NO JOKE! I wrote an April Fool’s Roundup post!

April Fool’s day is one of my favorite days as a marketer. I like my content creative, weird, and funny. I haven’t done a roundup of emails in a billion years, but this morning I woke up to some gems (and some “No Jokes”, which are just….no). I talked about how to do April Fool’s Day emails at Litmus’s Email Design Conference two years ago.

In my presentation, I talked about a few guidelines for successfully executing an April Fool’s Day marketing campaign:

  • Your April Fool’s marketing email should be a joke, not a prank.
  • Ideal reaction: You want to make people do a double take, maybe fool them for a moment, but not upset them.
  • Be funny and clever.
  • Do something similar enough to something that your brand would normally do that it throws people off, but make it very clear that it’s not real.
  • Involve cute animals in some way. It just works.

Email Content Cliches (April Fool’s section starts at slide 16) >>

And stop using “No Joke” and “No Fooling!” SO boring and overdone. You might as well do just a regular email.

It’s only 10 AM as I’m writing this, and I’ve already had some great April Fool’s emails!

  1. Mood Fabrics – “Thank you For your swatch order”
    This was genius. Mood Fabrics is a lovely, huge fabric store in the garment district. I take classes and shop there VERY regularly. You may know the store from Project Runway – it’s where they get their fabric for their challenges. So, fabric is expensive, and is bought by the yard. It has to be cut off a large bolt in whatever amount you want to buy. At Mood, you can get a “swatch” (small cut square) before buying it to make sure it’s what you want for your project, because it can’t be returned once cut. Mood Fabrics also has a store mascot – an adorable Boston Terrier who can frequently be found sleeping in the store. His name is Swatch.

    Their April Fool’s email was a shipping confirmation for a swatch order – only the order was for Swatch the Dog. It was funny, well-designed, and involved a cute animal. YES! The only downside is – now I want to order a Swatch.

    swatch1swatch2swatch3

    Lower in the email, they clarified that it was an April Fool’s joke, and offered 10% off everything. They also featured some of their products that have Swatch the dog on them. All in all, it was perfect. View full email >>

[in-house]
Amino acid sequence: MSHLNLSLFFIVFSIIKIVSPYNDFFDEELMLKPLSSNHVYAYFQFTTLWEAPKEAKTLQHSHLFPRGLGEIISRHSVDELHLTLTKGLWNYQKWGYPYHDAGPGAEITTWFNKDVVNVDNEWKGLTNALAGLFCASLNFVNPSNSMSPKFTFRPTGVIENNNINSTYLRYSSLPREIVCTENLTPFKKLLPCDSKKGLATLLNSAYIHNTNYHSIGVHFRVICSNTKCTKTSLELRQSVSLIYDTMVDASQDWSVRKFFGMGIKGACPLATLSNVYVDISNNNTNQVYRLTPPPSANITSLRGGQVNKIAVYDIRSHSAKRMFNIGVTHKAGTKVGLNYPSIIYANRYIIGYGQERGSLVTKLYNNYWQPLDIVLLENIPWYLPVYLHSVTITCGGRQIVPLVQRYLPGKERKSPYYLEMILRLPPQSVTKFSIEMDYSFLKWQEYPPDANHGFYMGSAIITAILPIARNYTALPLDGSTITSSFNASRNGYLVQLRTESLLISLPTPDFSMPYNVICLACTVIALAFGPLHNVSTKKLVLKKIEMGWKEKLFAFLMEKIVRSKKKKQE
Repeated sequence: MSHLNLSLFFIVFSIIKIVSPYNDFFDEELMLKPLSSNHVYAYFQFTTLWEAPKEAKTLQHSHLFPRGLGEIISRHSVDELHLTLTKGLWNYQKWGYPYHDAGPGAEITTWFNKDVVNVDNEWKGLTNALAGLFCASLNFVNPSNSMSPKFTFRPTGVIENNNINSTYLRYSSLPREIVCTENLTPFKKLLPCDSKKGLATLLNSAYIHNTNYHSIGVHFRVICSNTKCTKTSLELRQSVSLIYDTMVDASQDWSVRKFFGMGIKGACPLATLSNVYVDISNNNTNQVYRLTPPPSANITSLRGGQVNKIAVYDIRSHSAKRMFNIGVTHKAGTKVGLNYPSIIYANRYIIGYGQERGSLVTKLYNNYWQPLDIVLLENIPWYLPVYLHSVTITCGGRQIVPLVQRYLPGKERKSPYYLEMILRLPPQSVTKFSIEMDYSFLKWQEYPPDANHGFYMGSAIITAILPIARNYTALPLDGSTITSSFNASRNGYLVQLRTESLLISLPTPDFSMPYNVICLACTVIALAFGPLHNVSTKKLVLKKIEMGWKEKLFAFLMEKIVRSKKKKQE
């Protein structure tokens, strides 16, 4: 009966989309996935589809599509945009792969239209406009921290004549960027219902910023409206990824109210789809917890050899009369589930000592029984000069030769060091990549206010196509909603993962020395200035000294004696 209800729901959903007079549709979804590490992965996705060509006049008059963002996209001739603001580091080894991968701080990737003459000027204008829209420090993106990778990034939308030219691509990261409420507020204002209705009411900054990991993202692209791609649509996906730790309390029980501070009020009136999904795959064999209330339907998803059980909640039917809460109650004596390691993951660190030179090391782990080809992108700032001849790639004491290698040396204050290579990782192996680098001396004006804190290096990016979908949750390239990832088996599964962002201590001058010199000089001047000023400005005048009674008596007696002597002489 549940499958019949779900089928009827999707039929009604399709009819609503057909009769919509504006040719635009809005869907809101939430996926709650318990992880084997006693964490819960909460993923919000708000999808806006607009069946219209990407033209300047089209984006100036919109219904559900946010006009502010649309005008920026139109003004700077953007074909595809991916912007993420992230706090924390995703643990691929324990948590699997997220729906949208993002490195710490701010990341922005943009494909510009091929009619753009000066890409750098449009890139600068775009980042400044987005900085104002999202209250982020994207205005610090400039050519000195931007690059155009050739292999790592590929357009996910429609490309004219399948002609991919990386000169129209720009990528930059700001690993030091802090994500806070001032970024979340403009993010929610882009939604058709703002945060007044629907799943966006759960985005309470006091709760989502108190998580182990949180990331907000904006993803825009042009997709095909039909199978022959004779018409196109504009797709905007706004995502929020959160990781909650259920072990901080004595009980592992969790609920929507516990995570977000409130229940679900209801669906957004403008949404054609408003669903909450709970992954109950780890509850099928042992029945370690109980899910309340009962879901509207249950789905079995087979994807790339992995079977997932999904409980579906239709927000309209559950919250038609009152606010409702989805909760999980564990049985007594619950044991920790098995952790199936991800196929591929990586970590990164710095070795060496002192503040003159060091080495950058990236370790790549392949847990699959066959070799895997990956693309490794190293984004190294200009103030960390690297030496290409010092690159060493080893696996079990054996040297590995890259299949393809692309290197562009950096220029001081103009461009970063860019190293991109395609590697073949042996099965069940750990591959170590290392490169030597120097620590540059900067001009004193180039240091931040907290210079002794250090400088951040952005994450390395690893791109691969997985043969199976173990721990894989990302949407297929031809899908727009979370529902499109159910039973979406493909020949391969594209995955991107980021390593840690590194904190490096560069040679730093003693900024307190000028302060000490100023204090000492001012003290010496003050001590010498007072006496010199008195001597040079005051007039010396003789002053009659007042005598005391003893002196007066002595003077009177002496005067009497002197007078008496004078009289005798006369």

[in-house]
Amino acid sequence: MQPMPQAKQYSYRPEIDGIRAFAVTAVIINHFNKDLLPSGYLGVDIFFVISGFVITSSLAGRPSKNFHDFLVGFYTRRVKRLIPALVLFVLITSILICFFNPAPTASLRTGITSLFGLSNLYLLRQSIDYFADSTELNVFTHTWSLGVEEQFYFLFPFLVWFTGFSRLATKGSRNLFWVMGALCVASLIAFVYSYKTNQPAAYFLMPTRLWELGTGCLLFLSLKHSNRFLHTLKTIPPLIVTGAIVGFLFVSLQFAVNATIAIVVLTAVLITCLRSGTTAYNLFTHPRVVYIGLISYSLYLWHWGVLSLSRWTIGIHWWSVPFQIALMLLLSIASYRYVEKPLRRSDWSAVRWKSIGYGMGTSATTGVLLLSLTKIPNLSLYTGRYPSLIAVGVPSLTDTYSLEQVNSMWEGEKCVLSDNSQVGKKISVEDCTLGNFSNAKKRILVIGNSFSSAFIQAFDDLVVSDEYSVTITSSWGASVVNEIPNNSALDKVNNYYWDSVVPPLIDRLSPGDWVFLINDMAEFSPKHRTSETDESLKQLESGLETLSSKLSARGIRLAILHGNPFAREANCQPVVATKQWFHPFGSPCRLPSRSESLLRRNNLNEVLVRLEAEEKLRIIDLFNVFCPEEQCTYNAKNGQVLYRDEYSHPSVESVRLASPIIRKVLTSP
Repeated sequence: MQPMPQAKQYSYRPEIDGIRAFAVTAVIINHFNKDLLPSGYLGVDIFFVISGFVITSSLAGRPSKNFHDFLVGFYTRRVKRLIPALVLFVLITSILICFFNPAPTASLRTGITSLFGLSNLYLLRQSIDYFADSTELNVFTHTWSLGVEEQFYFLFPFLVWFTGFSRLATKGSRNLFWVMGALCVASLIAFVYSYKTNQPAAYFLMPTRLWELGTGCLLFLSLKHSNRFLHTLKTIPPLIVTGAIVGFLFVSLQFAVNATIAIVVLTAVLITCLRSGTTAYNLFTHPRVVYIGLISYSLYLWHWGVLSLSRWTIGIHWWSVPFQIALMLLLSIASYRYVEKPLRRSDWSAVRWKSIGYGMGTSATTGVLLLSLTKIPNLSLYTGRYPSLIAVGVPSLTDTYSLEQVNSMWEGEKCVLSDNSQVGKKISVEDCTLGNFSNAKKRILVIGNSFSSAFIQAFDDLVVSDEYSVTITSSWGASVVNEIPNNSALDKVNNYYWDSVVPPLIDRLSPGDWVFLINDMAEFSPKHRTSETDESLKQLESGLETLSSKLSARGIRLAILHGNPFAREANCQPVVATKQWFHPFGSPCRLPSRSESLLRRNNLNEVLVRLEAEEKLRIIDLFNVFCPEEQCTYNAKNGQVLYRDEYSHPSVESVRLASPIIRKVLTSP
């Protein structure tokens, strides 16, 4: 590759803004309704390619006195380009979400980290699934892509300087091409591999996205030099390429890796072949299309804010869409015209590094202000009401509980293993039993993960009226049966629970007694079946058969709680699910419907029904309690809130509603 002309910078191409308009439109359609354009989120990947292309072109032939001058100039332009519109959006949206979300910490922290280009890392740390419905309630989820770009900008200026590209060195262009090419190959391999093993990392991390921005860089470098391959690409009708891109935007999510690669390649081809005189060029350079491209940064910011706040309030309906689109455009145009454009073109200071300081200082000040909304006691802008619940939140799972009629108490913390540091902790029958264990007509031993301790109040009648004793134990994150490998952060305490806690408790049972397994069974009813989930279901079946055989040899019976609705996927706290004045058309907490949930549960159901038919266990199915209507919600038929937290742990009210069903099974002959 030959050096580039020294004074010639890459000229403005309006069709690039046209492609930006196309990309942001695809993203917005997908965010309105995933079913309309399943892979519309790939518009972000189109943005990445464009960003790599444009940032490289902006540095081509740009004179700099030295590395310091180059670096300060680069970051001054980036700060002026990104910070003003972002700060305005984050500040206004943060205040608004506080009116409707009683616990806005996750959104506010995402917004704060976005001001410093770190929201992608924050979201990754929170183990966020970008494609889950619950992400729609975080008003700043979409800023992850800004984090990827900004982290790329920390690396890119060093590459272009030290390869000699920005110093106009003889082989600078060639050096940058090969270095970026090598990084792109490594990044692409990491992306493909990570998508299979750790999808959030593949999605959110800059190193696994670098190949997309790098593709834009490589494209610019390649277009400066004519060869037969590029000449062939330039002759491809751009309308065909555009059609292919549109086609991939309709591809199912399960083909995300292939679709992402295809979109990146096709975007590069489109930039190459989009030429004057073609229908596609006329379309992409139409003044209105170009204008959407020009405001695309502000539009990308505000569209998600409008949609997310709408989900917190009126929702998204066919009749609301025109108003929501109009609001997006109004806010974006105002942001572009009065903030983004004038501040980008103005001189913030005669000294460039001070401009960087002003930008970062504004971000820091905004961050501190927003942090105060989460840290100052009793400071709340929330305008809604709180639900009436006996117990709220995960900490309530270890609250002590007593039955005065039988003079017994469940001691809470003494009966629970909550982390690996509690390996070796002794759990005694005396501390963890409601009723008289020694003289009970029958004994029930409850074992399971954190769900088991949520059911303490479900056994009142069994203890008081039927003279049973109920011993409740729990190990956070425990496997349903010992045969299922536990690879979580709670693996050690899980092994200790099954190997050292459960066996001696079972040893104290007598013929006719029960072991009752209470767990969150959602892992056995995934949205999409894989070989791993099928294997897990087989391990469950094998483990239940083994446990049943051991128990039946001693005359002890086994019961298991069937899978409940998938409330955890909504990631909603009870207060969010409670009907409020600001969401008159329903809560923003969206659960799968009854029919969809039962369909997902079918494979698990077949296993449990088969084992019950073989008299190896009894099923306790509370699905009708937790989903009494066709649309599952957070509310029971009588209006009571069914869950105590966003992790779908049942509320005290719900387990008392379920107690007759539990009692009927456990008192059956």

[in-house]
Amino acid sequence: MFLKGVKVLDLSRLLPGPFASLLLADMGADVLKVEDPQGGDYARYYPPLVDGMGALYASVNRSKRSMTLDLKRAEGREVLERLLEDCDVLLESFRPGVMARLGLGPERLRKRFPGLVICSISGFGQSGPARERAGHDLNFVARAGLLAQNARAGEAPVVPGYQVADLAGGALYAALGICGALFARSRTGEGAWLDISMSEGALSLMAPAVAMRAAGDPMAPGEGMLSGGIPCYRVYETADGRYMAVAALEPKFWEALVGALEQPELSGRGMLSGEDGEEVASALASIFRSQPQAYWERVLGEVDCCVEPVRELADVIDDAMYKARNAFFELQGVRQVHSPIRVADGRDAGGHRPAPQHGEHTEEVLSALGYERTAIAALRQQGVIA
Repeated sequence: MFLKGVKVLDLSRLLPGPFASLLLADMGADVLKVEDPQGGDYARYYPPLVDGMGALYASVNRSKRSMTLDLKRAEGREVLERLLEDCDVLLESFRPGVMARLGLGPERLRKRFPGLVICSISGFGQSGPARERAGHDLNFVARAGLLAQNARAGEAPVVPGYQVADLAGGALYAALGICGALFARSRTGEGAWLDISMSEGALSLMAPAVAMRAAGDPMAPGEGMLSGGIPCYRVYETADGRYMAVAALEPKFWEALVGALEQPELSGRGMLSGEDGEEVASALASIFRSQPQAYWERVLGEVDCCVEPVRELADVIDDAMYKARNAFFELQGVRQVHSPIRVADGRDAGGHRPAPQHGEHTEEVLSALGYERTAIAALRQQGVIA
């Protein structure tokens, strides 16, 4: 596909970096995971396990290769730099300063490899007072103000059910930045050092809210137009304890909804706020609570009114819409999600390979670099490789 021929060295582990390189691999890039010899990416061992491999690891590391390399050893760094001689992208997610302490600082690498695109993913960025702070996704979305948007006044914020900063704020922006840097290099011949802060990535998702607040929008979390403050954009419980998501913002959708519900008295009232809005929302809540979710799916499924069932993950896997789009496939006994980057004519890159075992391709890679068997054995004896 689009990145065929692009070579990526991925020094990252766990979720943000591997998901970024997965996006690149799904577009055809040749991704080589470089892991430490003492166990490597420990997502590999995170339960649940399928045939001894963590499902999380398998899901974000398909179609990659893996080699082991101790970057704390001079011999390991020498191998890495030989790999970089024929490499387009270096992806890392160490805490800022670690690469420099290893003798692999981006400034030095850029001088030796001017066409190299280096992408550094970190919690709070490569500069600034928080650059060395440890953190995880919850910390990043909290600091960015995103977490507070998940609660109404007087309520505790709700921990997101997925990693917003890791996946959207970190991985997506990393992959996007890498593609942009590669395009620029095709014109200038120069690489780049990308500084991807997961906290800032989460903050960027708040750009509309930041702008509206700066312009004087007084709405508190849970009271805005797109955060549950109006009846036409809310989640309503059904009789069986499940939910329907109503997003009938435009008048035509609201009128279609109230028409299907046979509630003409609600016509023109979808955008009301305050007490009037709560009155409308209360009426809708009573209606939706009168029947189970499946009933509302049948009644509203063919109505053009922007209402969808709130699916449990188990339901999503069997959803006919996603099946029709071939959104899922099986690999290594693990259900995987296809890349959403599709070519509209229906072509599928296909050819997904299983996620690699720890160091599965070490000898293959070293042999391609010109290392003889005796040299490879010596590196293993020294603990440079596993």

2. Boden: You won’t BELIEVE what we’ve done to our dresses

    Boden’s done it again! A few years ago, they did a hilarious “recall” of a dress that had a print of a beach scene that “accidentally” had very tiny naked people on it. That email made me buy the skirt in that print.

    This year – it’s a clickbait subject line, with scented clothing for sale! Their products are very bright, cheery, and colorful. I WISH they were scented to match the patterns. I think what I like about this the most – on mobile, they probably tricked some people into scratching the “scratch and sniff” icon that had a gif of a hand scratching it. This was cute and silly.  View full email >>
    1

  3.  Kate Gabrielle – limited release: chocolate scented easter bunny brooches 🐰
    Kate Gabrielle is a jewelry and accessories company I probably found through a Buzzfeed roundup of cute feminist things I need to buy immediately. I bought this  (immediately when I saw it) from her a while ago:

    dinopatch

    Kate sent her (maybe) April Fool’s email late Friday night. It features cute Easter bunny brooches that look – and smell – like chocolate. When I got the email, I thought it was cute… but also wasn’t sure if it was an April Fool’s joke or an actual product. If it is real… I want one.

    kategabrielle

    It seemed plausible and timely – Easter’s in a few weeks, and her designs are quirky and always have a “wink” to them. Clicking through to the email shows them as sold out, and restocking at 12PM on 4/1 – which kind if indicates it’s an April Fool’s joke. She has a signup for a waitlist/restock email. I signed up. (I’ll update this post if/when she sends something).
    View full email >>

I’m not even going to bother featuring the less clever April Fool’s emails. I’ve had a lot of “No Joke!” emails that essentially just did a normal email with some reference to their amazing deals not being a joke. Yawn.

What were your favorite (and least favorite) April Fool’s emails this year, internet?

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2 comments

  1. I guess it’s easy (read lazy) to just stick a “it’s no joke” coupled with a regular discount offer in an email and claim it as an April Fools themed campaign. *sigh*

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